Some of the most powerful soft skills project managers can have include:
- Communication skills: The ability to communicate clearly and effectively is one of the most important skills in project management. Project managers use various tools and platforms to communicate with members of project teams, outside vendors, key stakeholders, and project sponsors. In addition to the basics like speaking and writing, effective communication also includes being able to understand and identify nonverbal cues like body language and tone of voice in order to properly manage teams.
- Leadership skills: Project managers must be able to use their leadership skills to communicate clearly and effectively, inspire, influence, motivate, and build a consensus among their team—especially through periods of high stress.
- Decisiveness: Just as it’s important to weigh the input and views of all team members, a project manager must also be able to summarize the discussion and make a clear decision when necessary to ensure that a project progresses.
- Time management: Project managers must be able to manage the time and efforts of their team members effectively to ensure all tasks are completed, key project milestones are hit, and the project moves along according to schedule. This involves having the foresight to anticipate challenges, building in adequate buffer time between tasks, and being able to reallocate resources as necessary.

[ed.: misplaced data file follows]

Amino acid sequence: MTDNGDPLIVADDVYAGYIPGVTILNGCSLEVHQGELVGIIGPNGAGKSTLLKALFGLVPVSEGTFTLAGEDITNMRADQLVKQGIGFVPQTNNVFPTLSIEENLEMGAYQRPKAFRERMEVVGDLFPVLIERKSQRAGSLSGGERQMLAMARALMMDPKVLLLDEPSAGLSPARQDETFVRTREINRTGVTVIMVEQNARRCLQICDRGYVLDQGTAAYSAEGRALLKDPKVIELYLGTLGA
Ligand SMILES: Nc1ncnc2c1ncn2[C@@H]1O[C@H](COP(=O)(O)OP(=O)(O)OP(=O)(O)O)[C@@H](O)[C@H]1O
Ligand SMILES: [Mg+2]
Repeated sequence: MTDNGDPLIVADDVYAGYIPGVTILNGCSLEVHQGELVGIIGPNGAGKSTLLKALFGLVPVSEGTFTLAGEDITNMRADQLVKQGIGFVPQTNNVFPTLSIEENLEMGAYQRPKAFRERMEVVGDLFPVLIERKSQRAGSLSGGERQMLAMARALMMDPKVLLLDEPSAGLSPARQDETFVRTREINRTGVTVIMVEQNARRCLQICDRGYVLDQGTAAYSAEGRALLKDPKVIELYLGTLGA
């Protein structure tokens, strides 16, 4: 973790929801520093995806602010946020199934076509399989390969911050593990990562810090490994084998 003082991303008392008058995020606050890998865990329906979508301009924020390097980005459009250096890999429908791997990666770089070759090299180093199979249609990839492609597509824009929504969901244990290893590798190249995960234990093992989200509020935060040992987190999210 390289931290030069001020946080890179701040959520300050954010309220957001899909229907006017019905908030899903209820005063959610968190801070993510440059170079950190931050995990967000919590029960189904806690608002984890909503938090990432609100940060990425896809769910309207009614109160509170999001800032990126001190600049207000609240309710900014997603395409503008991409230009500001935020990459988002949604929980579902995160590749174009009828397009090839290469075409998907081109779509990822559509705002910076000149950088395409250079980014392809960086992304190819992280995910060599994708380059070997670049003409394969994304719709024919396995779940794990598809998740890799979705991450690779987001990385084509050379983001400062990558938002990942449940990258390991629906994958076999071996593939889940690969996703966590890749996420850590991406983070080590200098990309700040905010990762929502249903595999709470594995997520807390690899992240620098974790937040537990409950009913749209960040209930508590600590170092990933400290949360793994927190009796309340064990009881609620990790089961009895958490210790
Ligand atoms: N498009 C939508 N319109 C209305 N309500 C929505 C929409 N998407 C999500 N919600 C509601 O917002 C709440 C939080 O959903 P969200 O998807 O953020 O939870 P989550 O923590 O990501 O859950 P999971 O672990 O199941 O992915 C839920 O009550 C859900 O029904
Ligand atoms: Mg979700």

- Conflict resolution: Throughout a project, there are bound to be situations when tensions flare and conflicts arise. This can happen between members of the team or between stakeholders. A project manager must be skilled at navigating these situations and defusing tensions for the good of the team, stakeholders, and project.
Hard Skills for Project Managers
Compared to soft skills, hard skills are often much more measurable and quantifiable and tend to relate more to specific processes.
Some of the most important hard skills for project management to develop include:
- Budgeting skills: Every step of the way, project managers are tasked with ensuring a project remains within its allocated budget by controlling costs and adjusting resources as required.
- Risk management: Project management isn’t just about managing people and resources—it’s also about managing risk. Identifying weak areas of the team and project, analyzing the likelihood and impact of a worst-case scenario, and putting contingency plans in place are some of the most important parts of project management.
- Familiarity with data: At the beginning of every project, many key performance indicators (KPIs) will be selected. These metrics will be benchmarked and monitored throughout the project to understand progress and, ultimately, whether or not the project leads to its desired outcome. Project managers are tasked with understanding and analyzing this data, as well as using the data to communicate to both their team members and the project’s key stakeholders.